• The interfacial region is determined by the re-entry of a part of the chain into the crystallite.
• the amorphous region is characterized by parts of the chain in disordered conformations (as amorphous polymers are disorderly).

Take a look at the image below to have a visual representation of what was explained above (notice how they are all aligned parallel to each other too):

The lamella of a polymer crystal is made up of closely spaced and folded polymer chains (loops) that take on a mostly planar zigzag and helical form.

Fig. 2: Structure of crystalline polymers: crystalline region vs. amorphous region https://www.victrex.com/en/blog/2017/polymer-crystallinity-hpp-explained-part-

## Semi-Crystalline Polymers with Examples

Examples of crystalline polymers are, but not limited to:

• Polyethylene (PE), Polypropylene (PP), and Polybutylene terephthalate (PBT)
• Polyethelyne (PE) is an element we use on a daily basis (and arguably the ruin of our environment). PE is the most common plastic.
• Polypropylene (PP) is a plastic as well.
• Polybutylene terephthalate (PBT) is a type of polymer used mainly in the engineering field - mostly as an insulator in the electric and electronic industry.

Now, all of these are just super long words that aren't super important, unless you are working with them daily. However, they are super cool because these types of materials are commonly used in the field of dentistry!

Fig. 3: Polymers used in chipped tooth repair: https://www.drjamescovan.com/treatment/cosmetic-dentistry/chipped-teeth

Semi-Crystalline polymers have mostly been used to build prosthetic items like denture bases. However, they are also employed in endodontic fillings, prosthetic teeth, restorations, cements, elastics, inlay patterns, implants, impression materials, and many more!

Look at the image here: notice the chipped teeth and then how they were fixed after bonding? The material used for bonding has a high quantity of polymers in it!

What about the polyethylene that we mentioned above? Given that it is one of the strongest currently available reinforcing fibers they are great for cosmetic dentistry as they have low density and modulus, are formed of matched polymer chains, and have high impact resistance.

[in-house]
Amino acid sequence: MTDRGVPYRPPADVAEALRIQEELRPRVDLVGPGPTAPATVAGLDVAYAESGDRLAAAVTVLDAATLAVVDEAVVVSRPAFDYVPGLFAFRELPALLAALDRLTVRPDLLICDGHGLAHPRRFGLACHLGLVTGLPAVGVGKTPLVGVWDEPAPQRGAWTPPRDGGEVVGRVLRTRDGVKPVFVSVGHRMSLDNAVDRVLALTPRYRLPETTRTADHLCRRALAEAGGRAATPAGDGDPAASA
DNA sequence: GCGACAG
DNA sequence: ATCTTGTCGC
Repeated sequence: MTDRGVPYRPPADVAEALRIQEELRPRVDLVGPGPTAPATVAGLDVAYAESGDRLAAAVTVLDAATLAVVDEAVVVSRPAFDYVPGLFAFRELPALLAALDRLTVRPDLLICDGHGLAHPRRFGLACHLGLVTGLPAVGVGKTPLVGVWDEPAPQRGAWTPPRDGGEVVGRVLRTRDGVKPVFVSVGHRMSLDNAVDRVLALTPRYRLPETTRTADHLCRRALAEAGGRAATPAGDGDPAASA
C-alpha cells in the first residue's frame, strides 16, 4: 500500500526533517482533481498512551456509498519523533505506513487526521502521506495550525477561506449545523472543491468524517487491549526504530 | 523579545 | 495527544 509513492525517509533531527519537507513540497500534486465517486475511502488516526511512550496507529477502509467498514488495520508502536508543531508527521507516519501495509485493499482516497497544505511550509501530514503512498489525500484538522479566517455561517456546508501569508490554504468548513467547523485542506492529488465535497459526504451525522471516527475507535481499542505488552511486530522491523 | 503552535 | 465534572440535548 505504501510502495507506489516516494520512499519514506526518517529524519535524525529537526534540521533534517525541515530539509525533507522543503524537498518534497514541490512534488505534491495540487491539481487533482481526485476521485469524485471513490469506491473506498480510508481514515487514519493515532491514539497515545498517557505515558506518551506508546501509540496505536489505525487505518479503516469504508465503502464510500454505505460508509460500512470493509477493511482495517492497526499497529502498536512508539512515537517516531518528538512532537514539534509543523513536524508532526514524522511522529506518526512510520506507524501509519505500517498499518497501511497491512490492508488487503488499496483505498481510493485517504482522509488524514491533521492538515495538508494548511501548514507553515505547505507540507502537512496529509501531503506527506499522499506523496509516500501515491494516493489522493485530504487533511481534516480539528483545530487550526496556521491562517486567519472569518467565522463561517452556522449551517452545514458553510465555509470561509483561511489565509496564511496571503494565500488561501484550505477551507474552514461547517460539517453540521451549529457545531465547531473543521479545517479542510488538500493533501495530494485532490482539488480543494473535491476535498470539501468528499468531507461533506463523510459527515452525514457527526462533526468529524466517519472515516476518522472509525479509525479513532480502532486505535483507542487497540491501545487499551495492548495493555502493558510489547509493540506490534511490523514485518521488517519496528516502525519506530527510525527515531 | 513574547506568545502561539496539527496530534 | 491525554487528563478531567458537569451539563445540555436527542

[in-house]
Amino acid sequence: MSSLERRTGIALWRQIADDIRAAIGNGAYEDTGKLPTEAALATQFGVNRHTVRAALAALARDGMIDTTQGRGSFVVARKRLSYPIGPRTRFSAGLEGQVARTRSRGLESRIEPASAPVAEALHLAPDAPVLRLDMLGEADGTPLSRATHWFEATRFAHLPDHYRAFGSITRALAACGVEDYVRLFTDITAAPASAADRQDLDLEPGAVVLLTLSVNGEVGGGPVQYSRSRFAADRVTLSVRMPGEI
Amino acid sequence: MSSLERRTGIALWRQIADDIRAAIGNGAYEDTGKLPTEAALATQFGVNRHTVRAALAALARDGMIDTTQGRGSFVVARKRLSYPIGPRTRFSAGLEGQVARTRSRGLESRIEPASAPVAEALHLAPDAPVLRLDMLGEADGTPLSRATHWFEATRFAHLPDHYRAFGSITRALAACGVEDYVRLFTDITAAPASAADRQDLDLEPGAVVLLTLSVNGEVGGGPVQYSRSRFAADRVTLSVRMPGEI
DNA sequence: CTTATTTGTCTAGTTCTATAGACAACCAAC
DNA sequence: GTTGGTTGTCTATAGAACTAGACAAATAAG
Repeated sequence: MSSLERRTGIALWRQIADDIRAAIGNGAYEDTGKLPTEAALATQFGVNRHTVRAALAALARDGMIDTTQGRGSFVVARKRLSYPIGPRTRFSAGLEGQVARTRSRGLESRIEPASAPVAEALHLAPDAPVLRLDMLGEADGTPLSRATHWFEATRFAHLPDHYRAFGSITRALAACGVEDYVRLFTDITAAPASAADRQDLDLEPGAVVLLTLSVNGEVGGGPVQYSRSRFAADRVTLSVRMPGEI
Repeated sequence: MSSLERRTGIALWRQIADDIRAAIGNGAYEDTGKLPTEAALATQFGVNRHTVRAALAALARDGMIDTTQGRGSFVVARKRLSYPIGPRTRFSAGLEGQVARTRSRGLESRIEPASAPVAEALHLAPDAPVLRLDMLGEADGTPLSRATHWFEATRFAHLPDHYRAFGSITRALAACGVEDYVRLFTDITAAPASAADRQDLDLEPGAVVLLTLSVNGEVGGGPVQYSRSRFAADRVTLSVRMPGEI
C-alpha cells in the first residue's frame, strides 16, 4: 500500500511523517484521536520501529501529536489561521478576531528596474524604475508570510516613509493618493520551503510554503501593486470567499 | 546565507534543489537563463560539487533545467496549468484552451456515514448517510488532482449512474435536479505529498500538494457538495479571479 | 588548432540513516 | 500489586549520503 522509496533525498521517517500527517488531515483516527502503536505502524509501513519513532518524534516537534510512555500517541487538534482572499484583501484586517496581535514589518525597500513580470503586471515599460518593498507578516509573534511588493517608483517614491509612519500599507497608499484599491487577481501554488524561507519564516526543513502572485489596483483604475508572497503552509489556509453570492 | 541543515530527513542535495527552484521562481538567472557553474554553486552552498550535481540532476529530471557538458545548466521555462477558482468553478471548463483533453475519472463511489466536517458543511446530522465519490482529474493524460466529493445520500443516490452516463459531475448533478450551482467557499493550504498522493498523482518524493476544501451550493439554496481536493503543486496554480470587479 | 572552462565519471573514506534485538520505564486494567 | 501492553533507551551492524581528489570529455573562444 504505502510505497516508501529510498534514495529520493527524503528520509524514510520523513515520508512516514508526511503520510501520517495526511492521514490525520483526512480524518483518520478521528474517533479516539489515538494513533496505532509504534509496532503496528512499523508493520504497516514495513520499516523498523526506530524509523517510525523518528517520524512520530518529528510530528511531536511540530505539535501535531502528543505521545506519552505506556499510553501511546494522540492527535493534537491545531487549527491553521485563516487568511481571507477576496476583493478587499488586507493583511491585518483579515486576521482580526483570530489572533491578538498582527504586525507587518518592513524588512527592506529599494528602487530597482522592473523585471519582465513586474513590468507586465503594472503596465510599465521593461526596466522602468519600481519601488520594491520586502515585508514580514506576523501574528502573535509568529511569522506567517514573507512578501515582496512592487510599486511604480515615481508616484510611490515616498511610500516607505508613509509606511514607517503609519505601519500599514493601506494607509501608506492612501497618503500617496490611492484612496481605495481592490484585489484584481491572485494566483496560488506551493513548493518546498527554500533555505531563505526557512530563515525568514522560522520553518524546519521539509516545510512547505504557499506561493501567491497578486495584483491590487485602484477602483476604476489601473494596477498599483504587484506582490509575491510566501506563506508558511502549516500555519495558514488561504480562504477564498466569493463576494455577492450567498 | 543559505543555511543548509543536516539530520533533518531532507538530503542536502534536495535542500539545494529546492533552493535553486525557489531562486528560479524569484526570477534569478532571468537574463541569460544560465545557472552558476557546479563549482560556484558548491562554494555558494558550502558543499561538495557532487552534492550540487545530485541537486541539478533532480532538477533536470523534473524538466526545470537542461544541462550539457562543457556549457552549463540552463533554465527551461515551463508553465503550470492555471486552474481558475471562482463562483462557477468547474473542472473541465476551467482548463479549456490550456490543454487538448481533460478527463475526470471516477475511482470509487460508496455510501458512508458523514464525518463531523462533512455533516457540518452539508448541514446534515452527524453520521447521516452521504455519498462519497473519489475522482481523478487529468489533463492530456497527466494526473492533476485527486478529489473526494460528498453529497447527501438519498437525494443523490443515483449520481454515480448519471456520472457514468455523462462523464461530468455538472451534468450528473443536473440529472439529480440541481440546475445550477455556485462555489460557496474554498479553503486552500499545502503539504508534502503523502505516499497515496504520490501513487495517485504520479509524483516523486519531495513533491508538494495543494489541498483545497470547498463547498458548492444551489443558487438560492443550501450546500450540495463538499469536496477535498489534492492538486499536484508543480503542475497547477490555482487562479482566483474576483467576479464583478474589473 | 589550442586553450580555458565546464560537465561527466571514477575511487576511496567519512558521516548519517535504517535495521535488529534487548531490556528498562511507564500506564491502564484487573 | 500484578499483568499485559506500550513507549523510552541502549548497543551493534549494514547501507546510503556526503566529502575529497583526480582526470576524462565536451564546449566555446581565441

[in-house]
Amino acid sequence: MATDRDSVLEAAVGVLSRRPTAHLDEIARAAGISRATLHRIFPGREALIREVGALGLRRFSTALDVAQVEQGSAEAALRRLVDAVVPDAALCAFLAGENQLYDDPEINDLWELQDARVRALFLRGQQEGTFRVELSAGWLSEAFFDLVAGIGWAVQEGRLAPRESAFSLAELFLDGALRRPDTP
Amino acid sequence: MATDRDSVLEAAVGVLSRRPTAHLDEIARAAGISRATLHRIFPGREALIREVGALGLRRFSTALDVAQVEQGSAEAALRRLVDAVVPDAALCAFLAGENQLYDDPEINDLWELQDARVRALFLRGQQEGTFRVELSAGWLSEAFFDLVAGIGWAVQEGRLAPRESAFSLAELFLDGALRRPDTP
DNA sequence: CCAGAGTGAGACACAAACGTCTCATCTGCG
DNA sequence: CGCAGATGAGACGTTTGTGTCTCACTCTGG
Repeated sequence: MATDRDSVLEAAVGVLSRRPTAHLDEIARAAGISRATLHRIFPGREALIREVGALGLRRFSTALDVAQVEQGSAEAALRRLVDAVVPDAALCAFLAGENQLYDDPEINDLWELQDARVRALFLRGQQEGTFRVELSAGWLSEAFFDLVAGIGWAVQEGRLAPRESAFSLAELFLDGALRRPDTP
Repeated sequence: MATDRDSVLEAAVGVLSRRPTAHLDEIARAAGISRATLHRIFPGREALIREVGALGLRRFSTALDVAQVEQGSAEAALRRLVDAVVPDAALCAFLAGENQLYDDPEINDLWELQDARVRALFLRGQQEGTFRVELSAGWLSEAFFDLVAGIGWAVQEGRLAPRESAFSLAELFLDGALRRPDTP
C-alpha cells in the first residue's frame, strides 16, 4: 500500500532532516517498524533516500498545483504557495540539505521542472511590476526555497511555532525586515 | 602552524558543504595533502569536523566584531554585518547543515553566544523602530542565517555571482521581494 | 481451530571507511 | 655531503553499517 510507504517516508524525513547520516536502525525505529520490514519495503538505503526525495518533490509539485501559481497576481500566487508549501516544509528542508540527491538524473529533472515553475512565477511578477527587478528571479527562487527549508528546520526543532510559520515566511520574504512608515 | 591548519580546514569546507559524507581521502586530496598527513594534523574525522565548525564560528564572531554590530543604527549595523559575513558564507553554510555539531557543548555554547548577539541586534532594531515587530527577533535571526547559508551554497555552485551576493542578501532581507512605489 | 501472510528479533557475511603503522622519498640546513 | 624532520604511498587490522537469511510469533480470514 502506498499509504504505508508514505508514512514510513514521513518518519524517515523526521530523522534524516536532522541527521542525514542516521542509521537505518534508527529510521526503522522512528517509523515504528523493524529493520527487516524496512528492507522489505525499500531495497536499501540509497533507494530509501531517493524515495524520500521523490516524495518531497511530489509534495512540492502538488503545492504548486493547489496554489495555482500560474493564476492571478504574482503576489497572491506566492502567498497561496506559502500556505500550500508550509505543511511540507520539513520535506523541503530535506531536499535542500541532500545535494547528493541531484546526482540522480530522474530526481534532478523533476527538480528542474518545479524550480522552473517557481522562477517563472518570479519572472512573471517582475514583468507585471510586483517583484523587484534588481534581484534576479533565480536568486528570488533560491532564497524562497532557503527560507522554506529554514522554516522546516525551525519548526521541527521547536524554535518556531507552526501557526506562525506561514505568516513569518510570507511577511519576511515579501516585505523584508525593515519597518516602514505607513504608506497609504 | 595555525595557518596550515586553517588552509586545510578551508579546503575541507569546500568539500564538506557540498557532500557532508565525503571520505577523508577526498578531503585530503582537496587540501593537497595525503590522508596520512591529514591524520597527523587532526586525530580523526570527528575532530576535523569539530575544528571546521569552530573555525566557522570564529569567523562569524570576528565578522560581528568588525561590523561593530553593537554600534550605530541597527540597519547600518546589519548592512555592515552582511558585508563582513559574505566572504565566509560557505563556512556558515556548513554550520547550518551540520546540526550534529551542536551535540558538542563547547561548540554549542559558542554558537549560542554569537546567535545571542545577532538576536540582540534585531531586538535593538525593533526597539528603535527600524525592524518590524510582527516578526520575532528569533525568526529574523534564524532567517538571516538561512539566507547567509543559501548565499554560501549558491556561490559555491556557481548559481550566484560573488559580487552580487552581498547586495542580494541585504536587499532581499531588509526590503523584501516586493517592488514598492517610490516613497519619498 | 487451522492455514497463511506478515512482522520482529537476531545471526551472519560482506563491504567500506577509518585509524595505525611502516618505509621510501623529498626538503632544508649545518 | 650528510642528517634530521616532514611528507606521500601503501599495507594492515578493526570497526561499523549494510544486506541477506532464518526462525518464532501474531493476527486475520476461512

## Crystalline Polymer - Key takeaways

• Crystalline polymers are polymers in which some parts have crystallized in a precise order, allowing the formation of an organized solid unit.
• Although it is possible to create a 100% amorphous structure, it is impossible to create a 100% crystalline structure as crystalline polymers always contain a decent number of amorphous polymers.
• Crystalline polymers have a wide range of mechanical and physical characteristics:
• High density.
• High melting point.
• High resistance to wear and tear.
• Low ductility and impact resistance.
• Opaque to visible light.
• Crystalline polymers are characterized by a three-dimensional order and the molecules are aligned in a parallel manner with each other.
• There are two different parts to the structure of a crystalline polymer: an interfacial amorphous one and an ordered crystalline one, giving rise to the existence of a micellar pattern.
• The ordered crystalline regions are formed by sequences of the polymer chains in ordered conformations.
• The interfacial region is determined by the re-entry of a part of the chain into the crystallite.

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What is crystalline polymers?

Crystalline polymers are polymers in which some parts have crystallized in a precise order, allowing the formation of an organized solid unit.

What are examples of crystalline polymer?

Examples of crystalline polymers are, but not limited to:

• Polyethylene (PE), Polypropylene (PP), and Polybutylene terephthalate (PBT)
• Semi-Crystalline polymers have mostly been used to build prosthetic items like denture bases. However, they are also employed in endodontic fillings, prosthetic teeth, restorations, cements, elastics, inlay patterns, implants, impression materials

What are differences between crystalline and amorphous polymers?

The difference between crystalline and amorphous polymers is that while amorphous polymers are solids whose molecular chains are arranged in a disordered way in space, crystalline polymers are polymers in which some parts have crystallized in a precise order, allowing the formation of an organized solid unit.

Which of the polymer is highly crystalline?

Crystalline polymers

What are the properties of crystalline polymer?

• High density.
• High melting point.
• High resistance to wear and tear.
• Low ductility and impact resistance.
• Opaque to visible light.
• High energy.